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Contracts: Avoiding the Wrong Regrets

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Vol. 4 • Issue 7 • Page 16

Career & Workforce

I think Arthur Miller may have been on to something when he remarked "Maybe all one can do is hope to end up with the right regrets." I have certainly heard a lot of regrets when it comes to employment contracts, so to help you avoid experiencing wrong regrets, I have developed a list of issues to consider.

Time and Money

First, your contract should state the number of hours you are expected to work and what you will be paid. Many contracts are shockingly vague. It's not uncommon for a contract to state only whether you are to be classified as full time or part time.

Consider this scenario. You are hired to work in a clinic that is open Monday through Friday from 9 a.m. to 5 p.m. A few months down the line, management announces a change - extended hours. Next thing you know you are expected to show up on Saturdays. Next comes the occasional holiday. In addition to your unexpected change in work hours, you also neglected to address in your contract how you might be paid for these unexpected shifts. Changing your schedule? Too bad that wasn't in your contract eh?

Where Did Everyone Go?

The one complaint I have heard most consistently from NPs and PAs is what I call "the missing doctor syndrome." The hiring physician gradually disappears until the NP or PA is suffocating with workload and has no backup.

The phone call to the recruiter (me) usually goes something like this: "But when I was hired the doctor PROMISED me ." Have you ever heard the saying "verbal contracts aren't worth the paper they are written on?"

You Want Me to Do What?

So technically your employer didn't make any changes to your job description (you will still be an NP or PA), but management did decide that you are now going see exclusively women or diabetes patients or how about all of the walk-in patients for the new urgent care service? Hospital rounds? Yes, you can start doing rounds every morning. That is, unless you are on call. Call? Yes, call. It's been decided you need to start taking call. Yes, yes, they know you are happy with things the way they were, but change is good. It's not like your current responsibilities were guaranteed in your contract, right?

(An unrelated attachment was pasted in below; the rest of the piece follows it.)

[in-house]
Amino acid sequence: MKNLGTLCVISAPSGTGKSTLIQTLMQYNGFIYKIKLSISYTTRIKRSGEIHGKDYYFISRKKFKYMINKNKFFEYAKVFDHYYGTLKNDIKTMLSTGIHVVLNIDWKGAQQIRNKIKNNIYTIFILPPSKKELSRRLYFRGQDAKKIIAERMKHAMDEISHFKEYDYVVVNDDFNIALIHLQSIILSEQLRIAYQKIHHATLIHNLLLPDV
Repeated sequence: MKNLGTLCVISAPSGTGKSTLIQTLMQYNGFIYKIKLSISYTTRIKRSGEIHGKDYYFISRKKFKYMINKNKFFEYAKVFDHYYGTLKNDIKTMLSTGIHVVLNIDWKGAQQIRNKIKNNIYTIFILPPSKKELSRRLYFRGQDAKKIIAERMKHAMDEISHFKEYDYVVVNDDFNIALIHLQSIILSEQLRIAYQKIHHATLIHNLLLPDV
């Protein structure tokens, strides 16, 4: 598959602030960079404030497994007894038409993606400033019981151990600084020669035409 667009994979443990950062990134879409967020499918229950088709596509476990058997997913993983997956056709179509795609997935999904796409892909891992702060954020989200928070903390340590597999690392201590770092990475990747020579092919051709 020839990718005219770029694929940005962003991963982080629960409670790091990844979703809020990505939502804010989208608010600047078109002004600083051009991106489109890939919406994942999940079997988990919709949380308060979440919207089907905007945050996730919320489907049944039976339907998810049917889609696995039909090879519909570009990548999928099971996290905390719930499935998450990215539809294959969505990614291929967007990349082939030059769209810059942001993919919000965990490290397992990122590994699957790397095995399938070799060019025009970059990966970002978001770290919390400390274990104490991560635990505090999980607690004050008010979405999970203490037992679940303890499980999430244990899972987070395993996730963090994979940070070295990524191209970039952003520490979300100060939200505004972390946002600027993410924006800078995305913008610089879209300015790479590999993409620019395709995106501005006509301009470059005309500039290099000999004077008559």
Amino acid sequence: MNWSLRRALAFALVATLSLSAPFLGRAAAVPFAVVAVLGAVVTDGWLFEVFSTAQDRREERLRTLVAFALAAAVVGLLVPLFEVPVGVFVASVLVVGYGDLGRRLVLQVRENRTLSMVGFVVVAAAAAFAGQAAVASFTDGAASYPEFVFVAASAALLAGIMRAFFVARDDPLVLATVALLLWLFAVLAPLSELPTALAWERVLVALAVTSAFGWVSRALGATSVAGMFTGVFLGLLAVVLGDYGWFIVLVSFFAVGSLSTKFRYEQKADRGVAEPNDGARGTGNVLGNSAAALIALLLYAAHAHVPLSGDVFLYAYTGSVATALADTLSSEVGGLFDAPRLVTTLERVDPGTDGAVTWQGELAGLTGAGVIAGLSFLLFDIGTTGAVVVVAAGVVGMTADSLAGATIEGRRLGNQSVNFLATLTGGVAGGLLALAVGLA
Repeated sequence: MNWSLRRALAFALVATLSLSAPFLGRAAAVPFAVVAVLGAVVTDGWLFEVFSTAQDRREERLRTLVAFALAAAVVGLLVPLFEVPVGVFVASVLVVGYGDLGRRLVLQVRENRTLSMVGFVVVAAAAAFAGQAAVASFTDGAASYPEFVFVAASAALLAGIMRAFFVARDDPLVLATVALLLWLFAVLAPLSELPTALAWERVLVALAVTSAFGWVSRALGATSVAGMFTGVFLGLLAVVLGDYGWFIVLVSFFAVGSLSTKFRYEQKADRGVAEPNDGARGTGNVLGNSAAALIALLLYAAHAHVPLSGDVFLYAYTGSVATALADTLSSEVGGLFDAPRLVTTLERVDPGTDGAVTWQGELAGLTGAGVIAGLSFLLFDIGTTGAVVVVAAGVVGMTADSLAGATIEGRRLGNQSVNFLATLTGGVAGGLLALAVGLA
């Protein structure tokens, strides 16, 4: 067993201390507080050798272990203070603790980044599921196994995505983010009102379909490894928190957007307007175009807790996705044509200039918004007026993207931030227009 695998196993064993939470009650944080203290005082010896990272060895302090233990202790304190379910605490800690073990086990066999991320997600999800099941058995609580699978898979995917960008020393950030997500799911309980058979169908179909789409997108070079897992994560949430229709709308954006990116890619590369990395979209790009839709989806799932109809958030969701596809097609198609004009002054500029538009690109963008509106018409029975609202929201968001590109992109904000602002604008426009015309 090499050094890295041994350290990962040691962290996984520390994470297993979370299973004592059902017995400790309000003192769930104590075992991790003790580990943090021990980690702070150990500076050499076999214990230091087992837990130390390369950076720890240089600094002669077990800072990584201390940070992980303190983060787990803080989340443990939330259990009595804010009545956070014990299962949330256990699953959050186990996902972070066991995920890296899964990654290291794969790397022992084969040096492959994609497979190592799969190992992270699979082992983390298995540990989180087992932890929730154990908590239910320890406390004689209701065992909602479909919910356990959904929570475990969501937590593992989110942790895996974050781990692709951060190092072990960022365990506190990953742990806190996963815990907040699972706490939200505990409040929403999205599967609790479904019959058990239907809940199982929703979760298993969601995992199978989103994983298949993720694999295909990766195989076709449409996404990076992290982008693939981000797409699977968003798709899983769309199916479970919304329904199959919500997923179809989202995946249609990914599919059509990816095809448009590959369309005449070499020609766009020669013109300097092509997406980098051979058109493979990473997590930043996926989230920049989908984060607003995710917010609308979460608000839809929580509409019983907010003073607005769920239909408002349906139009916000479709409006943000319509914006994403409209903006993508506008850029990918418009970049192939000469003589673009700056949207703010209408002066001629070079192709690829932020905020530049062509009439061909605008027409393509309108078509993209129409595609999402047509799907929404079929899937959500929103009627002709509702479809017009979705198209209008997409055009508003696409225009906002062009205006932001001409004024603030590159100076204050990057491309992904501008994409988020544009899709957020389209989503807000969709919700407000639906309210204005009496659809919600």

If You Leave You Will Be Sorry!

Noncompete clauses or restrictive covenants can create a situation in which a clinician feels trapped. As an employee, you may have no choice but to enter into a noncompete arrangement. But that doesn't mean you have to agree to everything. The purpose of the noncompete clause to protect the employer - not to punish you for wanting a different job.

A noncompete agreement usually addresses three main points: professional activities, geographic area and the length of time the restriction is in force. When you look at each of those points, ask yourself if each one is reasonable.

I can tell you what I would consider unreasonable. First, the activities prohibited don't match the position. In other words, if you are doing family practice you shouldn't be restricted from seeking employment in dermatology or orthopedics. Second, the geographic area should apply to the location where you are working and not include all the employers' satellite clinics. Watch the distance restriction too. I have seen distances that are so great they effectively prohibit the clinician from working anywhere within an entire city. And third, the length of time the noncompete is in force should not be excessive. One year is reasonable - two years is pushing it. Noncompetes can wreak havoc on your career, so if anything seems unreasonable address it before you sign.

Sunrise, Sunset

Savvy NPs and PAs should request an expiration or sunset date in any contract. This requires that the contract be renewed on a periodic basis. This approach is nonconfrontational and allows each party a regular opportunity to revisit the terms of the contract and to renegotiate what is and what is not working. Think of it as a performance review for your employment contract. You won't regret it.

Renee Dahring is a family nurse practitioner who practices in correctional settings in Minnesota. She has experience as a recruiter and now conducts workshops on resume writing and interviewing (www.nursepractitionerjobsearch.com). Read more from Dahring in our Career Coach blog at www.advanceweb.com/NPPAblogs.


 

Would you consider a position without a contract, no offer of a retirement plan and moving out of state for the job that you would really like in your field of expertise? How do you obtain a market analysis of area salaries, and benefit packages, as I feel the offer is low for the experience I have, work hours and the job?

kris March 21, 2014
FL




     

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